Tuesday, August 16, 2016 – A light breeze with a heavy chop on the water soon increased to a bit more than a breeze and a wilder ride to the west-central region of the Santa Barbara Channel. When the winds picked up the stratus blew away, as it usually does, so we had a mostly sunny excursion. Captain Dave reduced his speed and aimed the Condor Express at the flat spots to make the ride more comfortable. Our total sightings included a pair of Minke whales, at least 1,200 long-beaked common dolphins, and several hundred California sea lions.
The first feeding hot spot was on the 50-fathom curve just off Campus Point. Here we found a bunch of very vocal, feeding elegant terns, loads of shearwaters, about 800 dolphins, many dozens of sea lions, and the whales. Our whales were a pair of Minke whales that came up to the boat, side by side, and swam along with us for a while before they split. All the northern anchovies that attracted the smaller animals also enticed these elusive whales. It was one of our better Minke sightings in quite a while.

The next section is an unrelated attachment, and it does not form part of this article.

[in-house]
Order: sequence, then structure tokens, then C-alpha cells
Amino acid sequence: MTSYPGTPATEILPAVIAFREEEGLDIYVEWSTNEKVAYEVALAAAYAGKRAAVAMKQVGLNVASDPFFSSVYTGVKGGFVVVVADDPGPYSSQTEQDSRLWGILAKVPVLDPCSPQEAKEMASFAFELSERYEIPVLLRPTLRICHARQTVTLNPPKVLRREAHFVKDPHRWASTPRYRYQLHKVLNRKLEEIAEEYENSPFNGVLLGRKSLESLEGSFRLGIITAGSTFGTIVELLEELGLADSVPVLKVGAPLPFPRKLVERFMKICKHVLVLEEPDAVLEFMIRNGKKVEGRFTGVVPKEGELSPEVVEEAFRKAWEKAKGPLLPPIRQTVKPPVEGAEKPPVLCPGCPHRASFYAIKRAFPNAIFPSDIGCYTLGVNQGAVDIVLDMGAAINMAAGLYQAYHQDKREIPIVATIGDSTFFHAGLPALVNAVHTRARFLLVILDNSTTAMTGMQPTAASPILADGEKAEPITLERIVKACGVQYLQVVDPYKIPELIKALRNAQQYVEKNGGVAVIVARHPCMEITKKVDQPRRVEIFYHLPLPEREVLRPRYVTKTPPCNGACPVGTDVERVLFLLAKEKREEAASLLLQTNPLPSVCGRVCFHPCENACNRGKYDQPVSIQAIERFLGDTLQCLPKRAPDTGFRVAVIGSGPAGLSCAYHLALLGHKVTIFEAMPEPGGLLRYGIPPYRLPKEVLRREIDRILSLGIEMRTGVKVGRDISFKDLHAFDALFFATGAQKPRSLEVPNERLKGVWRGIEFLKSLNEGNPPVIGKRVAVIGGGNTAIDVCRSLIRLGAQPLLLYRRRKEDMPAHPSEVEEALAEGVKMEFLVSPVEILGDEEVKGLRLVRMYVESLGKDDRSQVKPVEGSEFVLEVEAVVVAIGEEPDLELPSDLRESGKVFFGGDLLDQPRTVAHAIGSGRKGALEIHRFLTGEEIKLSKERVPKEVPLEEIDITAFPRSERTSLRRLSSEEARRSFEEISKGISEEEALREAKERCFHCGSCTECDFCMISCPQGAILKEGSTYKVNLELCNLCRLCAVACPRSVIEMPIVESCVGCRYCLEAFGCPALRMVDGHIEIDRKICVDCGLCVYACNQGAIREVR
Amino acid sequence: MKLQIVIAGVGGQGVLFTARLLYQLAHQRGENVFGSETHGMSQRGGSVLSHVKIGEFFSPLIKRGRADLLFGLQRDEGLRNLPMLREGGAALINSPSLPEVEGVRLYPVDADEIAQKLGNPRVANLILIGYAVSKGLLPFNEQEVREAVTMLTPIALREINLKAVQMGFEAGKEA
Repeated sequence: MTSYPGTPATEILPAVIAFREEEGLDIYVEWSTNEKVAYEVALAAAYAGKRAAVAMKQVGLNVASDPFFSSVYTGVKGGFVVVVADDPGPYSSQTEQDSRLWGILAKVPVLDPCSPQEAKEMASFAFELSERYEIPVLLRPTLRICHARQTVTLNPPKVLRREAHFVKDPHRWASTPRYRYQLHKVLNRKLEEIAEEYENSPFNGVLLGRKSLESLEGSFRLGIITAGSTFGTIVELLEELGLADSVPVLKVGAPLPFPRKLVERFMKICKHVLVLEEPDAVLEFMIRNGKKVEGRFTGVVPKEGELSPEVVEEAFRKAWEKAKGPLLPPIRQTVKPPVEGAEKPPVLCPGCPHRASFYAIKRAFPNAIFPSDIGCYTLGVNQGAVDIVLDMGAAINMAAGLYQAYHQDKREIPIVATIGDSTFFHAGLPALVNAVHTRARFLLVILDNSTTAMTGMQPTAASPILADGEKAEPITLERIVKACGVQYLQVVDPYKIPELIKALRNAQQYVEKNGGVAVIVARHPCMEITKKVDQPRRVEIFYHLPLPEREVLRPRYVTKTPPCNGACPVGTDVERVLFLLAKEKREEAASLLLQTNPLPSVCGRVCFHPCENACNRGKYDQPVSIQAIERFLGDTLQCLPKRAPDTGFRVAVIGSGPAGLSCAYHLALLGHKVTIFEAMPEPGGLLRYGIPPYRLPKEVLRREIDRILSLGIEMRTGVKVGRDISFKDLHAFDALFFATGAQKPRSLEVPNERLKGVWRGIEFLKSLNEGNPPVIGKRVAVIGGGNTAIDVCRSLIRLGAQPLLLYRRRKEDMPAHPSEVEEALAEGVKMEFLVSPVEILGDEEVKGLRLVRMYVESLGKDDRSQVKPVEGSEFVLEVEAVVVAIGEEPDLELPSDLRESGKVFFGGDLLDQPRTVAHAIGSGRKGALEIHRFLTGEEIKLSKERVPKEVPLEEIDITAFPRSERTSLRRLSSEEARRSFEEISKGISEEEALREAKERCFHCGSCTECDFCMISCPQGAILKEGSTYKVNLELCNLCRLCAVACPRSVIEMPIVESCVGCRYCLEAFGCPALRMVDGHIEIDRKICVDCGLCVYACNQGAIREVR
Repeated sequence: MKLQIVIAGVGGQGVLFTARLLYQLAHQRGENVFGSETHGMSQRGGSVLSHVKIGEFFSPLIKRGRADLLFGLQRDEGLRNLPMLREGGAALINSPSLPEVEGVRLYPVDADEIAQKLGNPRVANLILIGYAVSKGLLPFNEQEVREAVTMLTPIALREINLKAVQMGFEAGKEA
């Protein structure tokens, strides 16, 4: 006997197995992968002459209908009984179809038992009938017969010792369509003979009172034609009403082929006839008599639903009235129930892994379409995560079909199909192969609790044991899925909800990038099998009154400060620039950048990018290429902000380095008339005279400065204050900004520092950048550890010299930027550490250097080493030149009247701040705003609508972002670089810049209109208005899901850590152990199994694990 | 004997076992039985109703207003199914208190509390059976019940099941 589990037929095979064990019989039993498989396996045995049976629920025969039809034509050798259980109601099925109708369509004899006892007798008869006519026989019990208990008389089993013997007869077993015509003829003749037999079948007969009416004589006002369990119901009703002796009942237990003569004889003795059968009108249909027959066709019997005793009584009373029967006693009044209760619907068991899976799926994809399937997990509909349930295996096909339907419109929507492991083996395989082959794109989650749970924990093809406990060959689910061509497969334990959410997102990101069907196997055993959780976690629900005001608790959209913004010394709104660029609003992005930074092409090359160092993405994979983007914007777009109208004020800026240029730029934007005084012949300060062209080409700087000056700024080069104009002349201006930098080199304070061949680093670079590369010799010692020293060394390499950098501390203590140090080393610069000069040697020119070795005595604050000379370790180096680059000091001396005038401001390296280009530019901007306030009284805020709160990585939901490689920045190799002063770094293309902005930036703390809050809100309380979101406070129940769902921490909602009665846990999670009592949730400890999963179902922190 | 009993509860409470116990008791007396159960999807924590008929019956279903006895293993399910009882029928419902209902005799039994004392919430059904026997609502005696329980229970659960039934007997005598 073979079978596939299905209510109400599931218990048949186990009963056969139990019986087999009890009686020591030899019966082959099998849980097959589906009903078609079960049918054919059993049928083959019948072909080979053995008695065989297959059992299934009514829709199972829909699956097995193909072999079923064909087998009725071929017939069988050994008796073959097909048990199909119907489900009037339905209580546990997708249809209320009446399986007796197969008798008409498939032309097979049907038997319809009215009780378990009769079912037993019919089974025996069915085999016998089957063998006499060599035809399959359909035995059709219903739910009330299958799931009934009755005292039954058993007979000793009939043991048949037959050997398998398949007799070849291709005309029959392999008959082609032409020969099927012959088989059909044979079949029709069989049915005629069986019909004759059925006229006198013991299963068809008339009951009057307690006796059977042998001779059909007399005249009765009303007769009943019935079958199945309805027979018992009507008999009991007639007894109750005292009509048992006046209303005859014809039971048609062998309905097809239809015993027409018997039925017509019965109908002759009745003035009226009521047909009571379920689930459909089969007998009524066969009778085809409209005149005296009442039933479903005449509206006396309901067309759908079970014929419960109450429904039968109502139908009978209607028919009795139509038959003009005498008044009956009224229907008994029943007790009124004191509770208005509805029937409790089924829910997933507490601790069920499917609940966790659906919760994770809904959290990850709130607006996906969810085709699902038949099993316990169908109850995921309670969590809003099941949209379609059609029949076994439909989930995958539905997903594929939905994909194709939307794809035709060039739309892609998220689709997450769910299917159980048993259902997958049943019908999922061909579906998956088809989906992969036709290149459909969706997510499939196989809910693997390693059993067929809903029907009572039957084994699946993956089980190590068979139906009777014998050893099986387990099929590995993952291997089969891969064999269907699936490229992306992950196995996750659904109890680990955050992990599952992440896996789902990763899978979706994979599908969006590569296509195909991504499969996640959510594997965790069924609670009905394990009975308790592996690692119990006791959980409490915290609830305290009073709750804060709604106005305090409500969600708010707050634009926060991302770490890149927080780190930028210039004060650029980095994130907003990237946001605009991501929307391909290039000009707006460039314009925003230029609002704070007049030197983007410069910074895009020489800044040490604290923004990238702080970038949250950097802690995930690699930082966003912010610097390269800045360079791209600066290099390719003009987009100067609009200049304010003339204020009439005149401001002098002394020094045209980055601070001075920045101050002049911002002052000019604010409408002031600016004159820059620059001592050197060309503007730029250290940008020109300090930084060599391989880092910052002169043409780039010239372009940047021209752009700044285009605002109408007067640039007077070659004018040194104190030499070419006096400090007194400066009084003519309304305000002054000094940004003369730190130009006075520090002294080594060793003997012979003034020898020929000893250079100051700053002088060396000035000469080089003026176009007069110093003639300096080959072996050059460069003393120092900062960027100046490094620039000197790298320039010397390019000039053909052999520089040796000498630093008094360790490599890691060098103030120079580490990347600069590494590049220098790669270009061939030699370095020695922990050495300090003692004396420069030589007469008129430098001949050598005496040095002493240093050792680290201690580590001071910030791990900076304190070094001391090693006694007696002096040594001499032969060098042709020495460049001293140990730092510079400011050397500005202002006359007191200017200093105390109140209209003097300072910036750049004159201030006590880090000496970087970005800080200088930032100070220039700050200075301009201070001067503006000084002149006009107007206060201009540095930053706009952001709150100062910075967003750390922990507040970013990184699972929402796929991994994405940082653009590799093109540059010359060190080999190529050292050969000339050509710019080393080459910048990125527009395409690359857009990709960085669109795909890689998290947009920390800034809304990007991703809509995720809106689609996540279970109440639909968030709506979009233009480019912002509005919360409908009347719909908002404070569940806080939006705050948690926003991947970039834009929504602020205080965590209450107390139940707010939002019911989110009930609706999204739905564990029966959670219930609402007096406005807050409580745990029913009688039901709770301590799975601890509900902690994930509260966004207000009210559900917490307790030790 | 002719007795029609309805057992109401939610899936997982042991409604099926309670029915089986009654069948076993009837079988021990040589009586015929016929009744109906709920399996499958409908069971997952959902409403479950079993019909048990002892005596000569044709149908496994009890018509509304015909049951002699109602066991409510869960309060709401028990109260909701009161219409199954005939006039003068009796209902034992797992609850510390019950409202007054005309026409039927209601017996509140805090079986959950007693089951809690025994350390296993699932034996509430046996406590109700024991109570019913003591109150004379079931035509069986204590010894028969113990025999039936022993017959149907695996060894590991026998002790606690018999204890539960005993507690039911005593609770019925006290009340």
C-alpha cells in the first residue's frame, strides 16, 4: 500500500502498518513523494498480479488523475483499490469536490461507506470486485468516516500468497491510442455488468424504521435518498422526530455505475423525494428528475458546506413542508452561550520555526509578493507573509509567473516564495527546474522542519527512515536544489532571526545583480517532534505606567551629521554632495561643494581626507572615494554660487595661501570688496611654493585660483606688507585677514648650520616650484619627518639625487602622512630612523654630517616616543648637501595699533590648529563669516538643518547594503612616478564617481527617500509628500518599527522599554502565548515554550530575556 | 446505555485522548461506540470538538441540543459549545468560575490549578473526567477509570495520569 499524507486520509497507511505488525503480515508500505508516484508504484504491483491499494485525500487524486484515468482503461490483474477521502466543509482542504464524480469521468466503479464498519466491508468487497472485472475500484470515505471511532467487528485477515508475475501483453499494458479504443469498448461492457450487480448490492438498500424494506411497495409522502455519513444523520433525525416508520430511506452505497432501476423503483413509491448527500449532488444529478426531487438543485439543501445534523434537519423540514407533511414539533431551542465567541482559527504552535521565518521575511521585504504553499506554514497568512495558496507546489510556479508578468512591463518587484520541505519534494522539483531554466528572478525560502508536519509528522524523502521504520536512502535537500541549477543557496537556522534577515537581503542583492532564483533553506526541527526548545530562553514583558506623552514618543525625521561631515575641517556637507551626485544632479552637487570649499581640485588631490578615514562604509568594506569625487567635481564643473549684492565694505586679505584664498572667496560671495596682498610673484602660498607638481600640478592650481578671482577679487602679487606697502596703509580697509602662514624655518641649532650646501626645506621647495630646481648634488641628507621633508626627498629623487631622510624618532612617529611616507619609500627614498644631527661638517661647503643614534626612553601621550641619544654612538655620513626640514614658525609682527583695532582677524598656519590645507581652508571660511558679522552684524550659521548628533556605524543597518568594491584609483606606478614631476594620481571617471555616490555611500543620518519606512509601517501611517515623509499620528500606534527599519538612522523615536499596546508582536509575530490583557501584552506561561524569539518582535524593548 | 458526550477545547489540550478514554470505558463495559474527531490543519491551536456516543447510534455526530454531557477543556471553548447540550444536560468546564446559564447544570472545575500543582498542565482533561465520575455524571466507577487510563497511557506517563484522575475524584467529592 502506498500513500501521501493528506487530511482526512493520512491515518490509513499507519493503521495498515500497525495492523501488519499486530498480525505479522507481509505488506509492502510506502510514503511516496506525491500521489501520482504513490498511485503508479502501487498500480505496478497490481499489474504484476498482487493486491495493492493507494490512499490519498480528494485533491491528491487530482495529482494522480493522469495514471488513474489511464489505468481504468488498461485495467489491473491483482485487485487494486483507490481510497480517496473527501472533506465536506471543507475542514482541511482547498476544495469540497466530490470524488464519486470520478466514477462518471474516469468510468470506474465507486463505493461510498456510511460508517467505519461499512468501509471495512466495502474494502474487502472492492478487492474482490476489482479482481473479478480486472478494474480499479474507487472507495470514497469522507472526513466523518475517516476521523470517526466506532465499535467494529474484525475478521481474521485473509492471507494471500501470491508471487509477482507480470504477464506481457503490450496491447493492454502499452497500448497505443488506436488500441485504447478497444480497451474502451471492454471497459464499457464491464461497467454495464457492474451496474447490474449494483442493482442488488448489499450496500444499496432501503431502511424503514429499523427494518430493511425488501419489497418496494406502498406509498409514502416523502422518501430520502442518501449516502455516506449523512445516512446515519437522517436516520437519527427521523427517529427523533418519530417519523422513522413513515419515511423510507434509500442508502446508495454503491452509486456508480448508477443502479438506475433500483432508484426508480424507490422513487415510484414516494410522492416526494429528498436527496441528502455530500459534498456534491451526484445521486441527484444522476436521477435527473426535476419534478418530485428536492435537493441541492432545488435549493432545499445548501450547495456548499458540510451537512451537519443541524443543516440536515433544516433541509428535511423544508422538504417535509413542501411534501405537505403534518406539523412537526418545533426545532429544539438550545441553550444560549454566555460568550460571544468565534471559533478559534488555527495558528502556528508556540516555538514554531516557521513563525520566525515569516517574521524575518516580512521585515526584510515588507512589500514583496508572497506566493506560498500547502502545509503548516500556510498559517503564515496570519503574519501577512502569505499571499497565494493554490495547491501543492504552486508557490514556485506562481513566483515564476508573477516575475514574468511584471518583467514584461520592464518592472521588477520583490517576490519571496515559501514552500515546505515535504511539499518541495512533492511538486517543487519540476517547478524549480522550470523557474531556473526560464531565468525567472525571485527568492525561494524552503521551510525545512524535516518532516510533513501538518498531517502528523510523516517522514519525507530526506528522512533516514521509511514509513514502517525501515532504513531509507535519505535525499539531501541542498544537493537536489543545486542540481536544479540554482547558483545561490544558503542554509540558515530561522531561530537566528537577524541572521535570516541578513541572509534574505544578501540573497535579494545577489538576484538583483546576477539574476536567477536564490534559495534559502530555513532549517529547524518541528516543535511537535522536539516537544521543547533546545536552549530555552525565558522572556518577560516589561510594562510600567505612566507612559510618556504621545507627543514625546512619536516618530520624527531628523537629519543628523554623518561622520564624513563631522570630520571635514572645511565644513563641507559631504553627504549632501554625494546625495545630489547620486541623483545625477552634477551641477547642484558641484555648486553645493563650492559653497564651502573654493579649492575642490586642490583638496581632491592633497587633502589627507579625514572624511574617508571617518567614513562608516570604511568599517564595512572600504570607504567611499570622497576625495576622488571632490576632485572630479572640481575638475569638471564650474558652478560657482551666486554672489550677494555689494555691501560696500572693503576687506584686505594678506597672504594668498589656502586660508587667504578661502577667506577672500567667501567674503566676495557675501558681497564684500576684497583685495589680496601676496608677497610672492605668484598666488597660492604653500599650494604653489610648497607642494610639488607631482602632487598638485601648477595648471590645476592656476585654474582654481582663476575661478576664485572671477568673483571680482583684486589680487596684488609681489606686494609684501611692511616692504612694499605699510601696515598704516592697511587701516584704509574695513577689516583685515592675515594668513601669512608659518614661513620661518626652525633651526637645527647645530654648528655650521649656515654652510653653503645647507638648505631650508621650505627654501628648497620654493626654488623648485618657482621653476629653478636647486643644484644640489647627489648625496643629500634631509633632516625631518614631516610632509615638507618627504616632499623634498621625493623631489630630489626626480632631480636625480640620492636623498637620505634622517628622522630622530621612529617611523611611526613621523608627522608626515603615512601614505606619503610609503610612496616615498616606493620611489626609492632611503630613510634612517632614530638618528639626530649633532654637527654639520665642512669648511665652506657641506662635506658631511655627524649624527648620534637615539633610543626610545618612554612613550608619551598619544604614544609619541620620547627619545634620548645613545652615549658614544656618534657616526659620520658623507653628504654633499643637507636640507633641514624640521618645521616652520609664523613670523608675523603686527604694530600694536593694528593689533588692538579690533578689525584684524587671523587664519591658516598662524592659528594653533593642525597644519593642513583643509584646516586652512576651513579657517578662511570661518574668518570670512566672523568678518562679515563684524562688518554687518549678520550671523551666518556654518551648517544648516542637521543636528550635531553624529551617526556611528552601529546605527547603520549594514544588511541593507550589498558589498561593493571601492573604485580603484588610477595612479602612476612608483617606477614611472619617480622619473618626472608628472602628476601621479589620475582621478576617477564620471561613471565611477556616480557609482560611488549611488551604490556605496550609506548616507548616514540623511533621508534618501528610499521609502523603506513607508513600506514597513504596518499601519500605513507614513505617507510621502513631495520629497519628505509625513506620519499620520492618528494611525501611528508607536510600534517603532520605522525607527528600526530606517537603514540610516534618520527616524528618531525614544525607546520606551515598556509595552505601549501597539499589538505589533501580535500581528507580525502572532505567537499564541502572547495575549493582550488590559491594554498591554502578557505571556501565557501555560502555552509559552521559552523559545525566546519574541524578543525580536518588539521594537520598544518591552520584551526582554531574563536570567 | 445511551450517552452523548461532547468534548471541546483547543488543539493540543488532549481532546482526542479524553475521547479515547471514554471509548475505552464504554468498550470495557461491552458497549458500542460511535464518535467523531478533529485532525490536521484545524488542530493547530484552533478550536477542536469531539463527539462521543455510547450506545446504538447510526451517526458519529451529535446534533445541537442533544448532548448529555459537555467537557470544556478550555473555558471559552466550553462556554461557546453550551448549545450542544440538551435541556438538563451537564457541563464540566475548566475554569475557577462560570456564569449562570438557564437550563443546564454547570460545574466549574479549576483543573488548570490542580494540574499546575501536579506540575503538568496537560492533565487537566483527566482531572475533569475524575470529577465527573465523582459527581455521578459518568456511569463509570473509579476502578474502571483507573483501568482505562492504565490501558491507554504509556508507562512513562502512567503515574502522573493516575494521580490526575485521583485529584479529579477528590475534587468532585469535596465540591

Dave continued to negotiate the swells and moved west along the 50. About an hour later we encountered about 100 dolphins moving south at a very high speed. It was a synchronized swimming event as groups of 10 or 20 animals at a time got airborne off the tops of the larger waves. At this point we had moved west beyond the Elwood Bluffs. The winds continued to increase, so at this point Dave turned around and we rode down swell for a calm ride for the rest of the trip.
Our final encounter included several hundred more dolphins and another hundred sea lions feeding on yet another patch of bait.
You never know what Mother Nature has in store. Bob Perry Condor Express